Queen Of The Kitchen - Maggie's winning entry

Wed, 04/18/2007 - 2:36pm
By: The Citizen

Horror Story

Picture it: It's 1992 and I'm 19, living in my college apartment and preparing to celebrate my one-month wedding anniversary. I've finished my last class and my husband is working at the college bookstore. It's 5:30 and I have two and a half hours to prepare a romantic meal. I've been planning for days. I've consulted via phone with my out-of-state mother, a former professional chef, to develop an exciting menu for the evening. I've carefully listed all my ingredients and driven 30 miles to the nearest grocery store since the mini-mart in our small college town doesn't run to Cornish hens. I've splurged $50 of our wedding gift money on ingredients, fresh flowers and sparkling cider (the clerk knows me, knows I'm under age and won't let me buy wine.)

6:00. I've assembled my cooking tools and carefully reviewed the instructions Mother gave me. I've set the tiny table with the wedding, uh, Corelle and our toast glasses... a classy combination. I even own an apron! I'm ready to apply my genius level IQ to the seemingly easy task of baked Cornish hens with herb stuffing and cream sauce, garlic mashed potatoes, fresh steamed broccoli and French bread. For dessert? Home-made raspberry pie... my hubby's favorite! I'm excited and confident. I can bake cakes and cookies from scratch like a fiend. Surely this meal will present no problem.

6:30. The birds have been stuffed and are resting in the pan with the appropriate amount of butter, water and herbs. They were a bit hard to stuff, but I put this down to their small size. I wonder briefly about the large quantity of leftover stuffing, but the pre-heat buzzer goes off and I pop the pan in the oven and turn my attention to cutting the potatoes.

6:50 The potatoes have been peeled and cut up and have just begun boiling merrily on the stove top. The bakery-bought baguette is wrapped in a floral-print cloth napkin on the table. The broccoli is cut and waiting in the steamer. The cream sauce is mixed and ready to be poured over the hens in just a few minutes. Life is good.

7:00 Time for the cream sauce! But, the hens are still pink, there's quite a bit of blood mixed with the stuffing and an odd odor emanating from the hens themselves. I poke at the stuffing, which falls out along with a wee little baggie of wee little guts. Oops. I examine the baggie and deter mine that, as the plastic hasn't begun to melt, all is not lost. I remove both baggies and re-stuff the hens. This time, I need all the stuffing. There's one mystery solved, anyway. I notice that the cavities are still quite cold and wonder if Mother meant for me to defrost the birds first. I wash my hands in hot water and lysol the counters (I fear salmonella). I hurriedly throw the pie together and slide it onto the top rack then pop the hens back in the oven, turn up the temperature and call Mother. She doesn't answer and I'm leaving a message when the potatoes boil over.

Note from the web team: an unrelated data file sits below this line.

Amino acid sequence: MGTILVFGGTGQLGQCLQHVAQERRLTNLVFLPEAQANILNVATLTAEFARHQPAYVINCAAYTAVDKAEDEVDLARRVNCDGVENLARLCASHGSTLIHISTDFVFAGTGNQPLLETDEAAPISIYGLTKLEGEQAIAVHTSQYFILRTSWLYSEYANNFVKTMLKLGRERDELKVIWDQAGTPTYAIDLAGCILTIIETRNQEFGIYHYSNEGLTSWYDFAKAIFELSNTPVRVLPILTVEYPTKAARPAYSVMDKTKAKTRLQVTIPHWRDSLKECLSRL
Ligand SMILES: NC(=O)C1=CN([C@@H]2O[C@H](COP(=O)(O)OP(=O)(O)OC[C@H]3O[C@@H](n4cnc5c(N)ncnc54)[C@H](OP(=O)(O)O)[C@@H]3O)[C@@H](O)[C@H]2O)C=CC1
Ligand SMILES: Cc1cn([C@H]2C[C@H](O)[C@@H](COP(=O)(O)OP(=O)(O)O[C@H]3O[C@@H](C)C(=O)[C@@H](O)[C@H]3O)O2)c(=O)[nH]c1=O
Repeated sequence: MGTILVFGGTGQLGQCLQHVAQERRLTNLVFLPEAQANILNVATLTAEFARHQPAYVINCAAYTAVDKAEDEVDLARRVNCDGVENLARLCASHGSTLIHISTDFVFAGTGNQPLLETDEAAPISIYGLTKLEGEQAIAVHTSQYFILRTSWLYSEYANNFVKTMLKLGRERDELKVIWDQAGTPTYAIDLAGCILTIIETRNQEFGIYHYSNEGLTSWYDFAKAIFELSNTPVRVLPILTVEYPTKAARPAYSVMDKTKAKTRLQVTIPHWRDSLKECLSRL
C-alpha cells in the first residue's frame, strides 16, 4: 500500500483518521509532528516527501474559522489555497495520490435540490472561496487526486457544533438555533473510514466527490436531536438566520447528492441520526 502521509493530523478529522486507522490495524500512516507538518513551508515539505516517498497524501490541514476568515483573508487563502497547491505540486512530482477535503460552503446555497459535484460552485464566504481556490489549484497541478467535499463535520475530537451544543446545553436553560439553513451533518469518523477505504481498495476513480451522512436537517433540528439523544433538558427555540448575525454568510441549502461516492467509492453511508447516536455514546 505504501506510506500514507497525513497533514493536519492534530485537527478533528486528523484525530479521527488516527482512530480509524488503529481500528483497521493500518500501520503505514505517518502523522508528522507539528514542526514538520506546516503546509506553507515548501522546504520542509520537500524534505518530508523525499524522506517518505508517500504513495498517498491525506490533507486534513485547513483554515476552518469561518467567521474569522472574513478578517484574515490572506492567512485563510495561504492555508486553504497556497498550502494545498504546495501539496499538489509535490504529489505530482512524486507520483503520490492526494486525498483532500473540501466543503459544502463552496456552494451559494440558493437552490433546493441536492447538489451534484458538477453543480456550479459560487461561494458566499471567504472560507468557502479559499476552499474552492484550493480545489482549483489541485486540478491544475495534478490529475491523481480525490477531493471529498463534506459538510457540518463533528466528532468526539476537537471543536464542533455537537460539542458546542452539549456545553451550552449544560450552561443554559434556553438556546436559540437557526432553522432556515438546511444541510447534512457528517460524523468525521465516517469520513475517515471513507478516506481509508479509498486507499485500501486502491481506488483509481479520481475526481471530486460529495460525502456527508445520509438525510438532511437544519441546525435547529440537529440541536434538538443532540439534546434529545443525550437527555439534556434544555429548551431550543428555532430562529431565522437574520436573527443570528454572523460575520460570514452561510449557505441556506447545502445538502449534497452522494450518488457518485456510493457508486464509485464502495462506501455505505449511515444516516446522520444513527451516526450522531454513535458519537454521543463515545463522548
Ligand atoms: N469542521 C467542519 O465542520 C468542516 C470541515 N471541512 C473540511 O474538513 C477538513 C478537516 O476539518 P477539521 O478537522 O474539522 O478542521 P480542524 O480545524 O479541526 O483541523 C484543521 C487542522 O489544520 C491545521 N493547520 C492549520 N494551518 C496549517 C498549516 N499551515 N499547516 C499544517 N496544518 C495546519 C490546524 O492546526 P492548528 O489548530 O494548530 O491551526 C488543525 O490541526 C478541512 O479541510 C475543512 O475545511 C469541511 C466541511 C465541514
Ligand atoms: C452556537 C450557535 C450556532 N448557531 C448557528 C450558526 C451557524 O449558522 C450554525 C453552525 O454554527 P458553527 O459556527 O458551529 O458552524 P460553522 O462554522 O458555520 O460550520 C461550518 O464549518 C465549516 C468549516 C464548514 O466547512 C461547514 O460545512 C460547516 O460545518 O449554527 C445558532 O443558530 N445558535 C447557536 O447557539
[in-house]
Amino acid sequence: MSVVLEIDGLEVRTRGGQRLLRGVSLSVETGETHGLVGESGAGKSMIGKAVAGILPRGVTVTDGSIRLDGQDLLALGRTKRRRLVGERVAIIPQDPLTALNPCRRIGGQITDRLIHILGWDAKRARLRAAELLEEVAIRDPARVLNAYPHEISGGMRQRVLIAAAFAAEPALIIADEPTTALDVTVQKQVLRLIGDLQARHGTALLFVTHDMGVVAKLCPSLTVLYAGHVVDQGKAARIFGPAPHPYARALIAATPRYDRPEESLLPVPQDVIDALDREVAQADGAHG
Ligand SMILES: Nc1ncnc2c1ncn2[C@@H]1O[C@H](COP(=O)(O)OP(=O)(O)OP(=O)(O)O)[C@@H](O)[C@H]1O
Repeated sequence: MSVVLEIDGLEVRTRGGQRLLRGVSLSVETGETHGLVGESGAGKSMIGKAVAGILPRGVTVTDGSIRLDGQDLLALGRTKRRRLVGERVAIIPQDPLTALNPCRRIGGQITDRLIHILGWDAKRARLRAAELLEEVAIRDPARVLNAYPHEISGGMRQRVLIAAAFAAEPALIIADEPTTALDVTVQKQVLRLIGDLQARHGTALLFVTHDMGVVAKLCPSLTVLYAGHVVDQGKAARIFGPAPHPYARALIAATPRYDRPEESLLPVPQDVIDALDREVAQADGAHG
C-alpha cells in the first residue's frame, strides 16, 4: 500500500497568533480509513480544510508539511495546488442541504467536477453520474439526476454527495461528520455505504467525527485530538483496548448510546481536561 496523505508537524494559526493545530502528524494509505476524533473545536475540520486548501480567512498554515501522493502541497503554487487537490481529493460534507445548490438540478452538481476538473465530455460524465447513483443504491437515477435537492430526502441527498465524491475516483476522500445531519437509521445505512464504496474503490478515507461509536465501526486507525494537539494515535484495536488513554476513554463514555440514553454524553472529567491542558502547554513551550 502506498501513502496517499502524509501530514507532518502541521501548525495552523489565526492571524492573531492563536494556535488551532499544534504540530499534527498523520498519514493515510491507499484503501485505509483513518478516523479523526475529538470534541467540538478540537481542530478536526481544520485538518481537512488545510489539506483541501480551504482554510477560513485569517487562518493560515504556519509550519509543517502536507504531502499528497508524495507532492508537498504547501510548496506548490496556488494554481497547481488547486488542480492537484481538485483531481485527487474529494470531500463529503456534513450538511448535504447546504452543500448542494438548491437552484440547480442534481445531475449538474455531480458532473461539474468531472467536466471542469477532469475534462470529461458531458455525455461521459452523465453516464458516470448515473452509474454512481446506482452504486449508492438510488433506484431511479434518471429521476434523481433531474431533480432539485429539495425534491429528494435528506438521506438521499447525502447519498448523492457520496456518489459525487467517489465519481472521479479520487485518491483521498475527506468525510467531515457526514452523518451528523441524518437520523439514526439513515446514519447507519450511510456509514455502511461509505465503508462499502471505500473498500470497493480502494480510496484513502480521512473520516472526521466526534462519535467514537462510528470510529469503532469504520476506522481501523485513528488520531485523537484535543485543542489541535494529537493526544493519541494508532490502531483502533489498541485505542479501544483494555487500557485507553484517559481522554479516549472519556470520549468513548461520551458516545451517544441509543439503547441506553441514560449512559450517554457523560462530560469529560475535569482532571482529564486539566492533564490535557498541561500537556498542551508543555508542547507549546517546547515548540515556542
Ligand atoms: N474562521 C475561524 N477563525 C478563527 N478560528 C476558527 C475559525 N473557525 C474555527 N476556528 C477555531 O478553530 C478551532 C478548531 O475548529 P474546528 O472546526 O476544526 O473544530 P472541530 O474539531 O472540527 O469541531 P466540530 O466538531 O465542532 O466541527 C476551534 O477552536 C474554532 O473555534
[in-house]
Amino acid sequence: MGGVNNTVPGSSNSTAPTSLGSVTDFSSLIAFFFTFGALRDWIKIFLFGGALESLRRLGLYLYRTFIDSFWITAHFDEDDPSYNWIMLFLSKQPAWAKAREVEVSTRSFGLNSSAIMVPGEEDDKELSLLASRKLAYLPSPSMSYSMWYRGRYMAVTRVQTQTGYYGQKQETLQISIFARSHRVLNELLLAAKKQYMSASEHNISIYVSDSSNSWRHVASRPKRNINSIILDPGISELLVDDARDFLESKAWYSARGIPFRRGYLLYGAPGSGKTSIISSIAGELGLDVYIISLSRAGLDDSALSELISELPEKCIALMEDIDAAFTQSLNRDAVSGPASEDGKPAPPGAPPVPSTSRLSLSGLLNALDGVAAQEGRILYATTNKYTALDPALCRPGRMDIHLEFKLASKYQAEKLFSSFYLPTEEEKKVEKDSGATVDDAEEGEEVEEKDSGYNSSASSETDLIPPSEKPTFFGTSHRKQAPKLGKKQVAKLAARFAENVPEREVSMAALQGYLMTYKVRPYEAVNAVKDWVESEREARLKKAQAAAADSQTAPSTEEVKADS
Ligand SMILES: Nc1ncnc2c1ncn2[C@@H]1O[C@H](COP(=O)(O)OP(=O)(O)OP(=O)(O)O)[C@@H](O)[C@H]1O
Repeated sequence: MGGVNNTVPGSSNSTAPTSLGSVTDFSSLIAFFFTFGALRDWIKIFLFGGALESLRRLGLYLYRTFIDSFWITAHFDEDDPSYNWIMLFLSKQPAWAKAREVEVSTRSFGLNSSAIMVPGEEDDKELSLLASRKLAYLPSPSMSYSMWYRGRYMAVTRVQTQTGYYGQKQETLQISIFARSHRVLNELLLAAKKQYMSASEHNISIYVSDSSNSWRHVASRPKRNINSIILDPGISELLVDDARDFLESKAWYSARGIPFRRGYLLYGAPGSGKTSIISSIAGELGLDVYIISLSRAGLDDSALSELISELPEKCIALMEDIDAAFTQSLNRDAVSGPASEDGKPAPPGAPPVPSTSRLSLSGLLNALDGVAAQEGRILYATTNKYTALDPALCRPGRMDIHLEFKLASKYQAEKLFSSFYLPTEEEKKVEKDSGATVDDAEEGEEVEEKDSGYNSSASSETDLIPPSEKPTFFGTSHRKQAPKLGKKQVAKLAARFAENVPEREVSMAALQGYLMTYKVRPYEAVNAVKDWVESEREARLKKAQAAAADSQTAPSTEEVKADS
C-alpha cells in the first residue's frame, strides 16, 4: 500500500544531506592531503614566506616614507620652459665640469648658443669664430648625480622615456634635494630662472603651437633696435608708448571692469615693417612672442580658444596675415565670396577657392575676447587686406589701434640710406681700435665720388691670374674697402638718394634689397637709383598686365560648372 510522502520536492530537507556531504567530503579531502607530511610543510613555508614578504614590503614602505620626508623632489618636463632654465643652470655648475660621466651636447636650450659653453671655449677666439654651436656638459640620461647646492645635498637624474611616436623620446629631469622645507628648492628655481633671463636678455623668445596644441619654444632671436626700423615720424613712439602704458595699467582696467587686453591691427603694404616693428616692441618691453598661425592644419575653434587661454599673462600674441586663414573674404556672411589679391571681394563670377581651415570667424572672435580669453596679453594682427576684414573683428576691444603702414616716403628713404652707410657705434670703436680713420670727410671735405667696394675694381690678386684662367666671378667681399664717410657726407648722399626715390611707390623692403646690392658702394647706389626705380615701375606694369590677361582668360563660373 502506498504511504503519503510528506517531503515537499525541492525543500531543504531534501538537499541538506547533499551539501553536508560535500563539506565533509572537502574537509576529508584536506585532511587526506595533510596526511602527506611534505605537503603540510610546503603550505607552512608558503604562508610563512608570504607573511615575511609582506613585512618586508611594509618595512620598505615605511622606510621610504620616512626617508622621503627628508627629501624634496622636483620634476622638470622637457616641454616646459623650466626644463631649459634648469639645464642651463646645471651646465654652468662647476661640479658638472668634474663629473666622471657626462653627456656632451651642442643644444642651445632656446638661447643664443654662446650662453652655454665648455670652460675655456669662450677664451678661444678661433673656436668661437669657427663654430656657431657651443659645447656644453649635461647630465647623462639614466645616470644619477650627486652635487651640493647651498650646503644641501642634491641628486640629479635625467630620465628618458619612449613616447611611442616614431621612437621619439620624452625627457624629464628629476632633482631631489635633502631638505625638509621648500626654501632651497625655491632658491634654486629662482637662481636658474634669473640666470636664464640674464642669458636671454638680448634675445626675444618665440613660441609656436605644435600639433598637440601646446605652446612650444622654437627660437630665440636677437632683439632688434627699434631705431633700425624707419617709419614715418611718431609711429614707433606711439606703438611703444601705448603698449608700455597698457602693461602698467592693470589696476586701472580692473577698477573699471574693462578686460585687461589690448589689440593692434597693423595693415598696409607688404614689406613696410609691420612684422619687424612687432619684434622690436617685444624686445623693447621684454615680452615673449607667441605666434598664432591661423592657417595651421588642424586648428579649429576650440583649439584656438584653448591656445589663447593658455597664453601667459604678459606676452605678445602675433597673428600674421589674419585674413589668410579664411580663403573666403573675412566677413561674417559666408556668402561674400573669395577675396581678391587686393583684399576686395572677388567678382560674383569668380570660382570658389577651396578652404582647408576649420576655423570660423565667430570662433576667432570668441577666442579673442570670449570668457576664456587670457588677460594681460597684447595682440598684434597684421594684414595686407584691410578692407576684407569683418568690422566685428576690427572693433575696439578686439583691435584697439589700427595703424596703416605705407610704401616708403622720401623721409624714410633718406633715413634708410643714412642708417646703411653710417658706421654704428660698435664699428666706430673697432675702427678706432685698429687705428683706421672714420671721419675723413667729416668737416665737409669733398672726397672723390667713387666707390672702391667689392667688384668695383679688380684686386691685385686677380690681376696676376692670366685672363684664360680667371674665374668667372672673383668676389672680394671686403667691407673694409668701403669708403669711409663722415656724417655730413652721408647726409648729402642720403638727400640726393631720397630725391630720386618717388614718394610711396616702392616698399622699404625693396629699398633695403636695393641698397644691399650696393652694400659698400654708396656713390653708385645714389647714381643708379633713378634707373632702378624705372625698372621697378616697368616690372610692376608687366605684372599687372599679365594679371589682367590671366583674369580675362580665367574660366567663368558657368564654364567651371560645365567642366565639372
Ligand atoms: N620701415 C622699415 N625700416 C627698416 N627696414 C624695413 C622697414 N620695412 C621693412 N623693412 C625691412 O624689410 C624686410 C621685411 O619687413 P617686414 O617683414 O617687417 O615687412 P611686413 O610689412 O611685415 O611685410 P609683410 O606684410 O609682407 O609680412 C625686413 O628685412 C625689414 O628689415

7:40 I've cleaned up the mess and assumed that that the boiling-over must be an indicator of potato done-ness. However, I've realized belatedly that I don't own a mixer and the potato halves don't seem to be mashing very well with a fork since the insides aren't actually cooked. In hindsight, the laws of physics suggest that I should have cut them into smaller pieces. The oven timer dings and I check the hens again. Still not cooked. I pour on the cream sauce anyway and jack the oven temp up to 450. The pie filling looks like soup, so I opt to leave it in the oven and hope for the best. I leave another message for my mother and put the potatoes in the blender.

8:10 My husband comes home to find his new bride standing over a pan of lukewarm miniature birds floating in a bright pink creamy mess. The burned out blender is crammed with potatoes and still giving off tiny tendrils of smoke. The pie is a liquidous goo in a blackened crust since I didn't thaw the berries either. I have forgotten about the broccoli entirely.

8:15 My ever-optomistic husband cuts into a hen to see if it might be more done than it appears. It bleeds like it died five minutes ago. We decide that making me feel competent is not worth a trip to the ER. I start spreading peanut butter on slices of French bread while my husband pours the cider that I've forgotten to chill.

8:30 We decide to try the pie filling with a spoon and ignore the consistency. My husband scoops a huge spoonful and pops it in his mouth. He gets a funny look on his face and swallows with an audible gulp. His lips pucker and his eyes water just a little. I take a very small taste and grab my by-now grubby instructions. I realize that the recipe does not call for a tablespoon of sugar, but rather a tablespoon of sugar per cup of berries. I dig two Popsicles out of the freezer.

8:45 My mother calls back.

Submitted by Maggie Worth of Fayetteville

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Submitted by johenry on Wed, 04/18/2007 - 7:31pm.

Maggie can't cook worth a darn. I'm not being mean, she'll tell you the same.

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Submitted by diablo_ogre on Fri, 04/20/2007 - 8:50pm.

I am sure maggie is a wonderful cook now that was not a very nice thing to say. I am sure she has learned from her mistakes and can even cook a wonderful schezuan dinner if she felt like it.

Submitted by gordman on Fri, 02/01/2008 - 10:06am.

You can say that again, I have a lot to learn from her. I never been a good cook and that's because my old appliances didn't help me very much, all the defects drove me crazy. Now I got new Maytag parts and I am really proud of it as I can face any kitchen challenge.

Submitted by MaggieLee17 on Fri, 04/20/2007 - 6:57am.

I dispute! I actually learned to cook as a direct result of this incident. I even get compliments now Smiling

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